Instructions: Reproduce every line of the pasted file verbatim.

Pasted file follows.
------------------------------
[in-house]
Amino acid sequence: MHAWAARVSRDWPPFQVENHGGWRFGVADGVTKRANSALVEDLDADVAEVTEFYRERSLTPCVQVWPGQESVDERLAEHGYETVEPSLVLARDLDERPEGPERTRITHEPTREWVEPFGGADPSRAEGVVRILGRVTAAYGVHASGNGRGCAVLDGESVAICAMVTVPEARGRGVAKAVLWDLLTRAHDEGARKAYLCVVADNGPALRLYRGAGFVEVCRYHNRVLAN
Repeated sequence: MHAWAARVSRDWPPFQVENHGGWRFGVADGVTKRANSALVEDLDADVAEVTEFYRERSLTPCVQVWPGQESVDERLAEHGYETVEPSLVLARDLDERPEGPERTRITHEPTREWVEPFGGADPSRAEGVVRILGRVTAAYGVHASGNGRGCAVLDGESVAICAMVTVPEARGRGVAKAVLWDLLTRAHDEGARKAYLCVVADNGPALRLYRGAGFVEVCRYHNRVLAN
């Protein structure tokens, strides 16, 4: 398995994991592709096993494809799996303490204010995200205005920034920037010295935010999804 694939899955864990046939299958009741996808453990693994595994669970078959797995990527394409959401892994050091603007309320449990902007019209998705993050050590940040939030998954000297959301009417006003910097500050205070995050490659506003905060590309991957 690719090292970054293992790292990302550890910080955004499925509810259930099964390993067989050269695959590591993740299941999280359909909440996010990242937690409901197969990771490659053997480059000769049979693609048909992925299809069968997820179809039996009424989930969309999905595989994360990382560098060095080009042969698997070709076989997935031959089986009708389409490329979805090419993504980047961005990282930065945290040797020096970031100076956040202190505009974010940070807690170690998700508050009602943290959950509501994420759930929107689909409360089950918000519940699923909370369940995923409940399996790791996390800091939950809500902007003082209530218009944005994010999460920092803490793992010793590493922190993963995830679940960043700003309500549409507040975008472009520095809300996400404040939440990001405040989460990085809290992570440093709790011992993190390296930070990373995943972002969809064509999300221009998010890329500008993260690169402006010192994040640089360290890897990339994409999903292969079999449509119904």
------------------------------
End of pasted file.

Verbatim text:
[in-house]
Amino acid sequence: MHAWAARVSRDWPPFQVENHGGWRFGVADGVTKRANSALVEDLDADVAEVTEFYRERSLTPCVQVWPGQESVDERLAEHGYETVEPSLVLARDLDERPEGPERTRITHEPTREWVEPFGGADPSRAEGVVRILGRVTAAYGVHASGNGRGCAVLDGESVAICAMVTVPEARGRGVAKAVLWDLLTRAHDEGARKAYLCVVADNGPALRLYRGAGFVEVCRYHNRVLAN
Repeated sequence: MHAWAARVSRDWPPFQVENHGGWRFGVADGVTKRANSALVEDLDADVAEVTEFYRERSLTPCVQVWPGQESVDERLAEHGYETVEPSLVLARDLDERPEGPERTRITHEPTREWVEPFGGADPSRAEGVVRILGRVTAAYGVHASGNGRGCAVLDGESVAICAMVTVPEARGRGVAKAVLWDLLTRAHDEGARKAYLCVVADNGPALRLYRGAGFVEVCRYHNRVLAN
């Protein structure tokens, strides 16, 4: 398995994991592709096993494809799996303490204010995200205005920034920037010295935010999804 694939899955864990046939299958009741996808453990693994595994669970078959797995990527394409959401892994050091603007309320449990902007019209998705993050050590940040939030998954000297959301009417006003910097500050205070995050490659506003905060590309991957 690719090292970054293992790292990302550890910080955004499925509810259930099964390993067989050269695959590591993740299941999280359909909440996010990242937690409901197969990771490659053997480059000769049979693609048909992925299809069968997820179809039996009424989930969309999905595989994360990382560098060095080009042969698997070709076989997935031959089986009708389409490329979805090419993504980047961005990282930065945290040797020096970031100076956040202190505009974010940070807690170690998700508050009602943290959950509501994420759930929107689909409360089950918000519940699923909370369940995923409940399996790791996390800091939950809500902007003082209530218009944005994010999460920092803490793992010793590493922190993963995830679940960043700003309500549409507040975008472009520095809300996400404040939440990001405040989460990085809290992570440093709790011992993190390296930070990373995943972002969809064509999300221009998010890329500008993260690169402006010192994040640089360290890897990339994409999903292969079999449509119904």